Friday, March 14, 2014

Analyzing publications

I have an interest in analyzing publications.  In prior work, we looked at clues authors leave in the latex source of papers (not PDFs).  We extended that to study if there is a bias how one or the other authors' names is used to refer to a joint publication. Beyond that, we got curious about a natural challenge. We write reference letters for other researchers and while recommending Alice, we need to find Bob and Carol who are suitable, comparable researchers. This is not a  trivial task. Sometimes one looks across areas and other times within; sometimes one looks for someone with similar experience and other times with a similar initial trajectory so we can project out by analogy; sometimes one is comparable in volume, other times by citations and quality; etc. We did a simple study recently to see if one can automatically/algorithmically find comparable researchers. Here is the paper, we found some examples that challenged us to explain them, please email me if you want to find out more.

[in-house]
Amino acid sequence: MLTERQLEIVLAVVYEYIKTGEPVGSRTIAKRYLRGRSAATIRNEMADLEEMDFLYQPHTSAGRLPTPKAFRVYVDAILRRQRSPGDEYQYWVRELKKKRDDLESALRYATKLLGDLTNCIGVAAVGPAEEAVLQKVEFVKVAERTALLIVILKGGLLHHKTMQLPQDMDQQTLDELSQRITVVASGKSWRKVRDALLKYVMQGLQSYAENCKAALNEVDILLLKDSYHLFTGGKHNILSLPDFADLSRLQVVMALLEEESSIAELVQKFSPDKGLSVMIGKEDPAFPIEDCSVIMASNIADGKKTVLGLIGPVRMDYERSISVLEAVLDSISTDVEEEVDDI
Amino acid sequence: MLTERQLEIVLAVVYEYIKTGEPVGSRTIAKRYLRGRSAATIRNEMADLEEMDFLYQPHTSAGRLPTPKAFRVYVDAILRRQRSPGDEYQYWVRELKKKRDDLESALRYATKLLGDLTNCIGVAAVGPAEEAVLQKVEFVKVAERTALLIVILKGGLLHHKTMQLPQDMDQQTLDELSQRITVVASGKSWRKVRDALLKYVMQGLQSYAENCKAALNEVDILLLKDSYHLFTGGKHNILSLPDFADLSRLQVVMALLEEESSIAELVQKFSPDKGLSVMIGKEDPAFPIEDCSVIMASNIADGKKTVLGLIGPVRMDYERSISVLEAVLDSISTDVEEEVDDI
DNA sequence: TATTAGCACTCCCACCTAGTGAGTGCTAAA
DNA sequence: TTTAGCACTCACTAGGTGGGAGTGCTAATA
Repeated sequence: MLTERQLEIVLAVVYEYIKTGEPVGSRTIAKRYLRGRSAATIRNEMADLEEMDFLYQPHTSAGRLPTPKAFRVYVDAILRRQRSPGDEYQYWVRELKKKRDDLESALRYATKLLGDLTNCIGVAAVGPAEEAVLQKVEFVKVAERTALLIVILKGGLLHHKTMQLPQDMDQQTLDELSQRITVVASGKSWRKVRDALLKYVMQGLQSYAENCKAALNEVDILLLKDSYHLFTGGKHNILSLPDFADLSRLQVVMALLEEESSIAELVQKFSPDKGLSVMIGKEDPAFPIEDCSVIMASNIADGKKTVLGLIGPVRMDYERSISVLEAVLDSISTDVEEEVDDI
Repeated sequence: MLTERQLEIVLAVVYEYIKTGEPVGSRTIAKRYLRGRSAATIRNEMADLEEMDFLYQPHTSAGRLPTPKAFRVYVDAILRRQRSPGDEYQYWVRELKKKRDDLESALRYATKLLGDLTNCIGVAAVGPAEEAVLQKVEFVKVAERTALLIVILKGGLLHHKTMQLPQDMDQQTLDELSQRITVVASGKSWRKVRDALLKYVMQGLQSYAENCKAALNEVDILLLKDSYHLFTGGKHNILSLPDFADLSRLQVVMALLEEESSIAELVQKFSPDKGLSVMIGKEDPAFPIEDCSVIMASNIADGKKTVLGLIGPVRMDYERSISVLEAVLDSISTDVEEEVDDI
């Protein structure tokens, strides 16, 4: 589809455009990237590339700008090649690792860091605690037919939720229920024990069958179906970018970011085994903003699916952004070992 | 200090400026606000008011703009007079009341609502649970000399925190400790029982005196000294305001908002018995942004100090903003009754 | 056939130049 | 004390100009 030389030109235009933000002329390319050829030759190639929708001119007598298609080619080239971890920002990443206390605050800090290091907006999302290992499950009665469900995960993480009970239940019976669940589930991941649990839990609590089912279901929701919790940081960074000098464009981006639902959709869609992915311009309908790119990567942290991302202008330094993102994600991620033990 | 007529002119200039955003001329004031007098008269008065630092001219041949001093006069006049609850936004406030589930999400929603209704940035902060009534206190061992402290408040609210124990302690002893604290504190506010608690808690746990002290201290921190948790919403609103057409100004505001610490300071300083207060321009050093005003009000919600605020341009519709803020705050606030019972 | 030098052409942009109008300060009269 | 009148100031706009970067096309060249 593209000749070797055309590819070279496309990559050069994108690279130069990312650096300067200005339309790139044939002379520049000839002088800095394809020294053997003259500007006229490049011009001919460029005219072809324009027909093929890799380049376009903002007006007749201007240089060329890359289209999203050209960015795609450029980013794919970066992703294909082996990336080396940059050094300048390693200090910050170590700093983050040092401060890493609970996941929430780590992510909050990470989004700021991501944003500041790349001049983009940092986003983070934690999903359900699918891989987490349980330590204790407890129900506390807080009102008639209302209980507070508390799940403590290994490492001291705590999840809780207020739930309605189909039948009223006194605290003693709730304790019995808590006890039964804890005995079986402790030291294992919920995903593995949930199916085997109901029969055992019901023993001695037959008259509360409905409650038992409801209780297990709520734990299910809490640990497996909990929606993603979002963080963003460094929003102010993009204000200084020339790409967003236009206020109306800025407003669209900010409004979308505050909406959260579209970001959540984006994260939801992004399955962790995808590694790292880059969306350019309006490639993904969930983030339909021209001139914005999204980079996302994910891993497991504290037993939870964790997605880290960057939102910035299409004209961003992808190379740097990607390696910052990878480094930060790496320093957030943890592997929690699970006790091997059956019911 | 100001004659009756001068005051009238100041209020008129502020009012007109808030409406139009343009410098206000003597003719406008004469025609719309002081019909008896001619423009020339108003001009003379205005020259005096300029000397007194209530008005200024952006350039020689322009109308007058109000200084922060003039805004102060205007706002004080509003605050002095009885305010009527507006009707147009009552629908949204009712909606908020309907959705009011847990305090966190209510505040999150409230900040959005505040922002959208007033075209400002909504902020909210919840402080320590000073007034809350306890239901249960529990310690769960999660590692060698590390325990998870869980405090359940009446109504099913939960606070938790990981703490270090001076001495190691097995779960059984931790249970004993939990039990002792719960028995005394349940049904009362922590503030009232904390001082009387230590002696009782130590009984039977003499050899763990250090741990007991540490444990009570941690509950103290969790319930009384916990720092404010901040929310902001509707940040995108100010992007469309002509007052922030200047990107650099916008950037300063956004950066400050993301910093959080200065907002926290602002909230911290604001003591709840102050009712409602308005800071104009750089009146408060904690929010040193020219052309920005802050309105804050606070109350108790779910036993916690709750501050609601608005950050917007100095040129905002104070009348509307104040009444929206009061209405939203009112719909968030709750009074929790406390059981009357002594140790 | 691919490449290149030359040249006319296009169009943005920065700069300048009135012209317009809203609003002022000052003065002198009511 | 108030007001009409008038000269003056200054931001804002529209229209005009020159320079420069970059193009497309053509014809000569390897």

Anyway, this is the backdrop to what I really wanted to blog (v):

Once in a while we get rankings of universities (ex). These cause angst or jubilation.  On the other hand, there is a lot of theory of rankings, axiomatic, algorithmic, strategic and so on that point to the challenge of producing defensible rankings.  Going beyond, are there interesting research ideas to automatically/algorithmically produce university rankings? I would love to see some research that even tackles a narrower problem of ranking departments based on the publications of the current faculty, or ranking based on the graduated PhDs, etc. 



Blogger Suresh Venkatasubramanian said...

I think a major problem with automating the process of rankings is not the algorithms so much, but the problem of collecting reliable data. The NRC debacle showed how bad things can get.

5:18 PM  

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